1
$\begingroup$

This is Universality theorem In the Computability, Complexity and Languages book written by Davis in page 70:

If $\phi^{(n)}(x_1,...,x_n,y) = \psi_P(x_1,...,x_n)$        $where$  #$(P) = y$

Theorem 3.1 (Universality Theorem): for each $n>0$ the function $\phi^{(n)}(x_1,...,x_n,y)$ is partially computable.

From what I understand of this theorem, the universal program is more like an interpreter it takes $x_1,...,x_n$ as input and $y$ as a program number and simulates what program with number $y$ does on the $x_i$s.

Since there is no program for halting problem so there is no $y$ for it to be passed to $\phi^{(n)}(x_1,...,x_n,y)$ so I think this theorem is not applicable to halting problem.Is it right?

$\endgroup$

closed as unclear what you're asking by Ran G., David Richerby, Luke Mathieson, Nicholas Mancuso, Raphael Feb 4 '15 at 12:02

Please clarify your specific problem or add additional details to highlight exactly what you need. As it's currently written, it’s hard to tell exactly what you're asking. See the How to Ask page for help clarifying this question. If this question can be reworded to fit the rules in the help center, please edit the question.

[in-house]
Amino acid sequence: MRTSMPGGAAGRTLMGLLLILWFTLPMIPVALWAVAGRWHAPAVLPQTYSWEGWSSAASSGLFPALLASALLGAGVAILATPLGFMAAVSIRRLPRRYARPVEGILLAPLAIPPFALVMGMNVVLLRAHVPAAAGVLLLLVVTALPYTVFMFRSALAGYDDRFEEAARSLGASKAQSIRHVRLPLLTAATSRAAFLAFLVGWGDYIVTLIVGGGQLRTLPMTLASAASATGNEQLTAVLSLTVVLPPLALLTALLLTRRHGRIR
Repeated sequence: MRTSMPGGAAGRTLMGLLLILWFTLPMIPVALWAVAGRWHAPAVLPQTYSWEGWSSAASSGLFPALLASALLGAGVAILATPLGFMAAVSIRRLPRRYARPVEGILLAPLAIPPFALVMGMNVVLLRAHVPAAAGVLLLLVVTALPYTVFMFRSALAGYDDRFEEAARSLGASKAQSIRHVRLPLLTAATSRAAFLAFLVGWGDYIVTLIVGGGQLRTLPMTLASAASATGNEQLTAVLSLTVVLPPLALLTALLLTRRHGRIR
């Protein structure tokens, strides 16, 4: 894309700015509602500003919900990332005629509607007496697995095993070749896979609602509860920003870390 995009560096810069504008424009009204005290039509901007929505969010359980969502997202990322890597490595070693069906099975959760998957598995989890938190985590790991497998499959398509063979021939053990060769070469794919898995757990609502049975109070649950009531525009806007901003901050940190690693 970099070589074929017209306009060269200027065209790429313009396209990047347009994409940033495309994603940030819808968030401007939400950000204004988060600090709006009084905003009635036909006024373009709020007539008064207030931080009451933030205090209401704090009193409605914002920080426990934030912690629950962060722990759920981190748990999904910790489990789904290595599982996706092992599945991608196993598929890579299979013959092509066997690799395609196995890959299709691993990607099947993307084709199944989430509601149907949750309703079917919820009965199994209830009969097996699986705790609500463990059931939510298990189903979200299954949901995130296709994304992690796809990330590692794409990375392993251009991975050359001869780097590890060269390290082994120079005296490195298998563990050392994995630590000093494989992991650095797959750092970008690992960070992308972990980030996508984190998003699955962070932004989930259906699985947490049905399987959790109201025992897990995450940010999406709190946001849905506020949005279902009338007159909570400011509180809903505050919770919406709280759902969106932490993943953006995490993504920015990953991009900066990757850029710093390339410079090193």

• 1
    $\begingroup$ please try to explain what you are trying to ask. Specifically, what do you mean by saying "this theorem is not applicable to halting problem"? $\endgroup$ – Ran G. Jan 29 '15 at 22:33
  • $\begingroup$ @RanG. I mean can we use Universality Theorem for Halting problem ? $\endgroup$ – M a m a D Jan 31 '15 at 4:15
  • 1
    $\begingroup$ but how? can you specify $\phi$, $\psi$ etc, in the way you wish to "use it for halting problem"? $\endgroup$ – Ran G. Jan 31 '15 at 10:37
1
$\begingroup$

By this book notation we have

$Halt(x,y)$ $\iff$ Program number $y$ eventually halts on input $x$.

Since there $Halt(x,y)$ is not computable predicate (theorem 2.1 page 68) there is no program that check if program number $y$ halts in input $x$ (for every $y$ and $x$), but this not mean that there is no program that run program number $y$ on input $x$!

By using universal program $\phi(x,y)$ we can run program number $y$ on input $x$. This means that $Halt(x,y)$ is r.e.

+if you think a bit more you can observe that program number y can get stuck in loop on input x, and that's why $Halt(x,y)$ is not computable.

$\endgroup$

Not the answer you're looking for? Browse other questions tagged or ask your own question.